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Need help with a vintage lathe

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Forum topic by Tony1212 posted 08-25-2019 09:16 PM 256 views 0 times favorited 7 replies Add to Favorites Watch
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Tony1212

345 posts in 2213 days


08-25-2019 09:16 PM

Topic tags/keywords: lathe turning vintage

Back in February, I created a thread asking for help identifying my grandfather’s old lathe. Wildwood pointed to a catalog that leads me to believe it’s a Heston & Anderson No. 100 lathe from the early 1930’s. Thanks everyone that helped me out in that thread.

But now I have a new problem:

I got an Amazon gift card and finally purchased some turning tools. I pulled the motor I had in storage and hooked it up to the lathe. Everything worked great. So, I put in a piece of 1” dowel (I figured I’d have less of a chance to catch corners by turning something that is already round) between centers and turned on the motor.

The motor spun but the lathe did not – the motor’s pulley was slipping on the belt.

It looks like when the spindle is getting jammed up against the headstock (see 3rd picture below) when I tighten the tailstock. In order to get the spindle to turn, I have to almost back the tailstock completely off of the wood and the wood comes off of the spindle and spur. There is no taper on the spindle, it’s completely cylindrical.

Since I don’t know what I’m doing, I’m assuming that my setup is the issue. This had to have worked at some point, or they would never have gotten made. Any ideas?

-- Tony, SW Chicago Suburbs


7 replies so far

View MrUnix's profile

MrUnix

7468 posts in 2678 days


#1 posted 08-25-2019 09:28 PM

Few suggestions… first, make sure you have proper belt tension. If the belt is slipping on the motor pulley, then you probably need some more tension.

Secondly, how did the headstock/tailstopck spin before you put the belt on it? Could you turn it by hand? Any resistance or unusual noises? I believe back in your original thread I mentioned: ”Figure new bearings and a belt as a minimum (~$20).” – however, I notice you have some oil caps on there, so you most likely have open race or sleeve bearings that require some oiling. Did you oil them? Those bearings will last forever if properly lubed… but run them dry, and they quickly destroy themselves.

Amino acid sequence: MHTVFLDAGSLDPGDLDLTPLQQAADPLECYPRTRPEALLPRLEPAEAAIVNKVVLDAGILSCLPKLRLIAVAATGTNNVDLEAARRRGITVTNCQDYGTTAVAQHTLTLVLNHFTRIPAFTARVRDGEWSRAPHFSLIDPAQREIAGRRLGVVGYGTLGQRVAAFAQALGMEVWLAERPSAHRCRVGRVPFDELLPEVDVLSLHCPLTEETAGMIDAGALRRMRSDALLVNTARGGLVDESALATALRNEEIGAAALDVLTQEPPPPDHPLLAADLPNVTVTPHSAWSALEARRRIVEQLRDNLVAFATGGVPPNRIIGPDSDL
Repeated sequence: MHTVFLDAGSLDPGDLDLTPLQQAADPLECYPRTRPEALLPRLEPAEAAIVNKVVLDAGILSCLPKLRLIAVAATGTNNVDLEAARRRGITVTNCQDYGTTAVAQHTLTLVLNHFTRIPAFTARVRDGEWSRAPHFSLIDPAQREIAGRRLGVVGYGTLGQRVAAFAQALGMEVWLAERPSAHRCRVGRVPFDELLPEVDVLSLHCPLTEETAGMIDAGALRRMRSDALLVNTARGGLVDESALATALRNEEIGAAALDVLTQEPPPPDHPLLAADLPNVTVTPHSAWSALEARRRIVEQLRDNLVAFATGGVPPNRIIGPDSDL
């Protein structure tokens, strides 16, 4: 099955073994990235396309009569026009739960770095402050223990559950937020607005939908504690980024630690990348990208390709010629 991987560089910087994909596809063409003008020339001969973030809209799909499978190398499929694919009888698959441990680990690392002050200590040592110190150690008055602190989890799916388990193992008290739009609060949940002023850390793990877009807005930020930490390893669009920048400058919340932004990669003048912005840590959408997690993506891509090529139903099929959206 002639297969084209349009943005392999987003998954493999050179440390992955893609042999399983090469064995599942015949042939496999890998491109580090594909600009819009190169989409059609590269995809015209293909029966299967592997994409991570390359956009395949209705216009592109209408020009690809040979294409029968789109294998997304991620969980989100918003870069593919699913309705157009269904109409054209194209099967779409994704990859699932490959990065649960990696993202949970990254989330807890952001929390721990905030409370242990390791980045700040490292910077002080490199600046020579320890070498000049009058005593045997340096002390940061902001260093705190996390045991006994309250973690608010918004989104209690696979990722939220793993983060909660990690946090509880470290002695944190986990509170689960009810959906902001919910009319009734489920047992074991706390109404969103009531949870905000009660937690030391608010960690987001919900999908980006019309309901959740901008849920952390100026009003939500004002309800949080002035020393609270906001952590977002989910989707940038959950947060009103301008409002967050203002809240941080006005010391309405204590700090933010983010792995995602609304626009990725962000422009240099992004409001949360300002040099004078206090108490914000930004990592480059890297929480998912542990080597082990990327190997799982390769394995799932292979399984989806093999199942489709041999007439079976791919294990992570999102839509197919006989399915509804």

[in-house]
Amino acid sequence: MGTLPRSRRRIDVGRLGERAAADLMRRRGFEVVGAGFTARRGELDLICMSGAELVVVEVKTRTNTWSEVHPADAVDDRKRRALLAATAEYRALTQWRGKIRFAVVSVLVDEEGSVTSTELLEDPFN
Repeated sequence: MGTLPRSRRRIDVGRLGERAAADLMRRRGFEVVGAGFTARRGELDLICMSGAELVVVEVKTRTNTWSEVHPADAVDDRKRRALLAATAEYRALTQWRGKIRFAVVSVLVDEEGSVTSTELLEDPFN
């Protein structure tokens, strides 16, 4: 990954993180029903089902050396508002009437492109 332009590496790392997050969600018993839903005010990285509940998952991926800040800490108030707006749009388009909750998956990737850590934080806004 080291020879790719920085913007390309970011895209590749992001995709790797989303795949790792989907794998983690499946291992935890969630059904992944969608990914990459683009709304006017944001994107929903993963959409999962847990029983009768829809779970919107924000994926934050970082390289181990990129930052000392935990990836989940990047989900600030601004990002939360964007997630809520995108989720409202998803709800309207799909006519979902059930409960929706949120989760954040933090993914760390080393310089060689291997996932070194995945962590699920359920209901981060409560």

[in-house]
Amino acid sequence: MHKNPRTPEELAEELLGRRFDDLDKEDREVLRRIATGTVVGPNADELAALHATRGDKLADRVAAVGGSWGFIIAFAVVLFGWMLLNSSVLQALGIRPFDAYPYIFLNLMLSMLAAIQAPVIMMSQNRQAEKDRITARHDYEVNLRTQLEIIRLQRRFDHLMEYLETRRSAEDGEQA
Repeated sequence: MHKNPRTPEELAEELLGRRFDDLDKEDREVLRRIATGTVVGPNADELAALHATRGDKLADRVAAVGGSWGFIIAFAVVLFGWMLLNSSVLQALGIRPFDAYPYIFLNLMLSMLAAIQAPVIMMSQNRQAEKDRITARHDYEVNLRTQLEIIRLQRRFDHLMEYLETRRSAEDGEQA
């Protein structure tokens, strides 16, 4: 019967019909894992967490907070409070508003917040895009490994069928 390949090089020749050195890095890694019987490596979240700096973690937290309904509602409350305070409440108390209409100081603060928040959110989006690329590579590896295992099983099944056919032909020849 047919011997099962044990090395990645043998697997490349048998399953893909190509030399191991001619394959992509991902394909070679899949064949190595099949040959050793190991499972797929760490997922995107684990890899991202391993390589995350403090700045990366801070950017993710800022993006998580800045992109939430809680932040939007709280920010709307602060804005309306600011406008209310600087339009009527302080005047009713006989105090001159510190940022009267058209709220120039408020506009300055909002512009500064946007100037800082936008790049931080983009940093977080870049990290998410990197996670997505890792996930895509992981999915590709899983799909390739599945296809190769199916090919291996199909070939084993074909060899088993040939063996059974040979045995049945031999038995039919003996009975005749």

Lastly… what are you using as a center on the tailstock? Doesn’t look like you have one, but from the picture in the catalog, it may have a small pointy bit just barely produding? Anyway, did you lubricate it? A bit of paste wax or paraffin wax now and then is required when using a dead center.

Cheers,
Brad

-- Brad in FL - In Dog I trust... everything else is questionable

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controlfreak

138 posts in 80 days


#2 posted 08-25-2019 10:19 PM

I can remember some old school setups where the motor was mounted on a wood panel attached to a hinge allowing the motors weight to serve as the tensioning method.

View Lazyman's profile

Lazyman

3873 posts in 1866 days


#3 posted 08-25-2019 10:37 PM

Brad’s info is all spot on. Some sort of adjustable tensioning setup like ControlFreak mentioned with help too. With your current setup, you might be able to simply loosen the screws holding down the motor and slide it out to get as much tension as you can and tighten it down again.

I went back and looked at the pictures in your earlier post and I can see that the tail stock has a point for a dead center but it looks like it barely sticks out. As Brad said, the point is the only part that should contact the end. Look to see if you can pull it out somehow or it is adjustable. Maybe it has a spring behind it that is broken or stuck? You might have to take the cylinder out of the the tailstock to work on it.

-- Nathan, TX -- Hire the lazy man. He may not do as much work but that's because he will find a better way.